How newcomer Marisa Abela took on the role of her life as Amy Winehouse

    (studiochannel)

(studiochannel)

Amy Winehouse has a famous quote: “My hair is always straight, even if everything else is really messed up.” In fact, in that same 2007 interview, when asked about her hair, she leaned into the microphone as if she were going to answer the question itself.

It’s this attitude and this hair that makes it so hard to play Amy Winehouse. He was one of a kind, an icon in the truest sense and a cautionary tale of fame all in one.

That’s why people had a lot to say about her when 26-year-old Brighton-born actress Marisa Abela was announced as the star set to play Amy in Sam Taylor-Johnson’s new biography, Back to Black, which chronicles the singer’s life, career, and rise to superstardom. – and not all of them kind.

But who is the relatively newcomer Marisa Abela and how did she come to ‘blow up’ the directors chosen for one of the most volatile, sensitive roles in recent years? We take a look at the promising actor’s super-fast rise to fame.

Born to be an actor and born to be an actor

Abela in Industry with co-star Myhaéla Herrold (BBC/Bad Wolf Productions/Amanda Searle)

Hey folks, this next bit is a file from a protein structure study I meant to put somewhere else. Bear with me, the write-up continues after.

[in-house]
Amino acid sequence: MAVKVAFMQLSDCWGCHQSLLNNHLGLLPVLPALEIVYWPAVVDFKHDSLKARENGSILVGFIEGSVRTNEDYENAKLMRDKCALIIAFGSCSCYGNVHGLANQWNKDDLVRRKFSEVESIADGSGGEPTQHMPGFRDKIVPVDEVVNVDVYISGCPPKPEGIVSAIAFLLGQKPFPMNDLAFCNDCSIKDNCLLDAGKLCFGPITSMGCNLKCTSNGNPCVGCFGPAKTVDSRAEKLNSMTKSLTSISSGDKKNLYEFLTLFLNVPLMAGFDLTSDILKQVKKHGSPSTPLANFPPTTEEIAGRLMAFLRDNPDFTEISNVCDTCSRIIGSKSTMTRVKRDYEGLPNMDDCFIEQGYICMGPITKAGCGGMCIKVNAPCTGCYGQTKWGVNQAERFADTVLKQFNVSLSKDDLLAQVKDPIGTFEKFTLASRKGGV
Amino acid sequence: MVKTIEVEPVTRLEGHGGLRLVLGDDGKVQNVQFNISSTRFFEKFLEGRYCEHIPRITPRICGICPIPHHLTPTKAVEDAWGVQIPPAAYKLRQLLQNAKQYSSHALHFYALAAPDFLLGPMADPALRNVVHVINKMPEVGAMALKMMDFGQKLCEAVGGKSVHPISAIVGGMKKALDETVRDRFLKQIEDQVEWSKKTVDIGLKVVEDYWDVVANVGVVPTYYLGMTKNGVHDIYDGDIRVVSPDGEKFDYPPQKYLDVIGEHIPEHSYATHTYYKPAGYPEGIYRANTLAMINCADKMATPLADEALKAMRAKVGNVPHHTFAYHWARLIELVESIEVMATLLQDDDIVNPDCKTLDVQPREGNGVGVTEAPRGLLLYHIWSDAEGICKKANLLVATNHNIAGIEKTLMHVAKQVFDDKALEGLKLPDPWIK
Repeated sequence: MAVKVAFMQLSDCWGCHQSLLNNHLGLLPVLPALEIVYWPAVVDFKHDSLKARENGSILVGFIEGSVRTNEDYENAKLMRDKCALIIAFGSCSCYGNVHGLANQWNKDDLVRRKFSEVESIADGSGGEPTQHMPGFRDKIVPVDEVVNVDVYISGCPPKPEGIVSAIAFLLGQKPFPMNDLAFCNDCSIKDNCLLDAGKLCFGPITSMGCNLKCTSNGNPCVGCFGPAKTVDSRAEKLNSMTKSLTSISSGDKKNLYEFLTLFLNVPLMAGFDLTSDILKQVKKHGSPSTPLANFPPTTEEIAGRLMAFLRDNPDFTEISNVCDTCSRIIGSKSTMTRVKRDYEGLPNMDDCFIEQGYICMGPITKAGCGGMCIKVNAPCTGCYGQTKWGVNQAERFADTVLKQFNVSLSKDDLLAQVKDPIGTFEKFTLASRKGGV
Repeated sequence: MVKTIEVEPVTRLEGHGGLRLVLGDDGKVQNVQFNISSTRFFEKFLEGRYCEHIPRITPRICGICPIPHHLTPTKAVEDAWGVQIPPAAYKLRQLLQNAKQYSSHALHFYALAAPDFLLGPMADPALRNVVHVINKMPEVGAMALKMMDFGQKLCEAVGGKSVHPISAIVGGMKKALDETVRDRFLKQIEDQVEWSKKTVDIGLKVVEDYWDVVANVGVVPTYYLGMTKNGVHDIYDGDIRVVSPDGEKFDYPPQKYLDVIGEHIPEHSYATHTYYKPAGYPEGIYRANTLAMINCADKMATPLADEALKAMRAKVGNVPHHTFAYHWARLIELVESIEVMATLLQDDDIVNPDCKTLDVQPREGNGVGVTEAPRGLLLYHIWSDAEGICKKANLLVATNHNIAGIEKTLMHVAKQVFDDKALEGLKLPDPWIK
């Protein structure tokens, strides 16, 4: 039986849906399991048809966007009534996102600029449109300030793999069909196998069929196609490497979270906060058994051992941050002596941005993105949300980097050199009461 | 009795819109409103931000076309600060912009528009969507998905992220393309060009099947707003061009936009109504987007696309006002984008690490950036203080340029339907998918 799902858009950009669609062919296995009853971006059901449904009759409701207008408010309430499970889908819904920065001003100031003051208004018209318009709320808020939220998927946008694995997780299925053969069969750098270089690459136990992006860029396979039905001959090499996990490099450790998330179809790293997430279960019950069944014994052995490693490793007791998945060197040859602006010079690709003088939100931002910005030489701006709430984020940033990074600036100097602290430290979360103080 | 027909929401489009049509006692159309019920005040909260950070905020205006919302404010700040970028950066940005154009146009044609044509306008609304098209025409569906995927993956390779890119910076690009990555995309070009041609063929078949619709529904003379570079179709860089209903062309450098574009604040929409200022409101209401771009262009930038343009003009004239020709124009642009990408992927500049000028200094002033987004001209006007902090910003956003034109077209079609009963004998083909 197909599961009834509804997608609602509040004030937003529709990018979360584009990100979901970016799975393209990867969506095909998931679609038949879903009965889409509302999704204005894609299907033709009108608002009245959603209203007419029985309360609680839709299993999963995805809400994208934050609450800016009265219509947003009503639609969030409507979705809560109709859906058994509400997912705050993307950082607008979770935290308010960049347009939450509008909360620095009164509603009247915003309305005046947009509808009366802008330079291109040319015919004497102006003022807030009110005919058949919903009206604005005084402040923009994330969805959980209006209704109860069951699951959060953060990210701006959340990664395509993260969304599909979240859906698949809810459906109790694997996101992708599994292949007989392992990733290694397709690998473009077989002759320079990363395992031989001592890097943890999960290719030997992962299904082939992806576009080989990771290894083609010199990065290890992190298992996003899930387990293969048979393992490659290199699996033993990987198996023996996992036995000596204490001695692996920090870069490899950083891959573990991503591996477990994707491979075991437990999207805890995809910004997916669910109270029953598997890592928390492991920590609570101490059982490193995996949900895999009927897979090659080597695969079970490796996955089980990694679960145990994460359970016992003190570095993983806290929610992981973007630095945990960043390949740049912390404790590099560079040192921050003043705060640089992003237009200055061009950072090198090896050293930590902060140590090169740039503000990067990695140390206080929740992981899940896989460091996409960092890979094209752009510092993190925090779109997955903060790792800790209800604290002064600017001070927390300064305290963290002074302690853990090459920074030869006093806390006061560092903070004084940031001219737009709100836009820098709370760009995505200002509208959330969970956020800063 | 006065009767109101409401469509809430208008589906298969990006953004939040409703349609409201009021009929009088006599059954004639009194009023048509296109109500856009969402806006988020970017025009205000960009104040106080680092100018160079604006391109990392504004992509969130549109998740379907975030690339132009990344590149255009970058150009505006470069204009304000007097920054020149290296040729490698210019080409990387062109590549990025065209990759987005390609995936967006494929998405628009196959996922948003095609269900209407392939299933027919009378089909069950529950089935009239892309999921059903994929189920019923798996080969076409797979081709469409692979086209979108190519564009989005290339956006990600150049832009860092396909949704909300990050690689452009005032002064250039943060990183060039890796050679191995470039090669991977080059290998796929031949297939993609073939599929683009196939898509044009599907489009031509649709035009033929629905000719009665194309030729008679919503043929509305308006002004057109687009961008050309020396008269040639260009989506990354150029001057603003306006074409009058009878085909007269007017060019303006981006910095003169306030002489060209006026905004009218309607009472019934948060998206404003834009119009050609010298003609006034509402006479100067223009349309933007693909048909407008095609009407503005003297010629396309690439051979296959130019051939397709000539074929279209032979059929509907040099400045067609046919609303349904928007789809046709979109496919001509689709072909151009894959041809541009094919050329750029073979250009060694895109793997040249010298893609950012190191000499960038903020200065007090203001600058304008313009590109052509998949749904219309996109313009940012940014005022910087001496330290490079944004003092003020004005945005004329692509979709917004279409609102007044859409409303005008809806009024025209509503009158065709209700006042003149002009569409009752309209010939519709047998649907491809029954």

Abela in Industry with co-star Myha and Herrold (BBC/Bad Wolf Productions/Amanda Searle)

A hasty Google search might lead you to believe Marisa Abela is a legendary nepo doll. He was born in East Sussex, the son of Caroline Gruber and Angelo Abela, who worked in both the film and TV industries – Gruber is an actor and Abela is a director. Angelo Abela also owns a number of cult British children’s TV shows, directing episodes of shows like Jinx, The Mysti Show, and even an episode of My Parents Are Aliens. these children’s serials, you are wrong.

Abela admitted that she was mostly inspired by her mother. “My mom is an actress and she raised me and my brother to be single moms,” she said in a 2021 interview, so we spent a lot of time watching her perform in theaters’ dressing rooms and lightboxes, so it just kind of leaked out.

Abela wasn’t much of a child actor – in 2008, at age 11, she starred in a low-budget Brighton-based horror movie. would follow in their footsteps. Still, Abela had different ideas—she thought she was going to law school.

“Being a lawyer would be a rebellion for me,” he told W Magazine last year. “Growing up, I told them that this is what I wanted to do because whenever I was in a school play or show, they were both over the moon and ‘He’s going to do it!’ They were almost pushing each other. So I guess my way of rebelling was to pretend I was going to be a lawyer.”

exponential rise in fame

Finally, when she turned 18, Abela changed her mind. He rekindled his love of acting by playing in school plays at Brighton’s Roedean School and applied to the Rada after leaving, grabbing a place at age 19 and graduating in 2019. He graduated – first in the 2020 thriller Cobra, about a nationwide power outage, followed by the interactive feature film “Five Dates” and then the big break: Industry.